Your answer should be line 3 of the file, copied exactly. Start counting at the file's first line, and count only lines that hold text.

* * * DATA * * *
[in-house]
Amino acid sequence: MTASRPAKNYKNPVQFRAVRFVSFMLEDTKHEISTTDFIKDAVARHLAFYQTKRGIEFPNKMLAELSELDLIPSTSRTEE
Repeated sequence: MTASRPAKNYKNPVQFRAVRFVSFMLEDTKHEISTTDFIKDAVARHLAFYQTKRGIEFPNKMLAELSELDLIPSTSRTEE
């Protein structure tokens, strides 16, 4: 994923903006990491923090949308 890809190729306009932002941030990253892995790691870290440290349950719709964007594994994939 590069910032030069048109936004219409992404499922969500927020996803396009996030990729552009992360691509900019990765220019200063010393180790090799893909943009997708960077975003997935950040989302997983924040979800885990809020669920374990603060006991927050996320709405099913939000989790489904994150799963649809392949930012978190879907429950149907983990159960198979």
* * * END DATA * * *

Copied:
Repeated sequence: MTASRPAKNYKNPVQFRAVRFVSFMLEDTKHEISTTDFIKDAVARHLAFYQTKRGIEFPNKMLAELSELDLIPSTSRTEE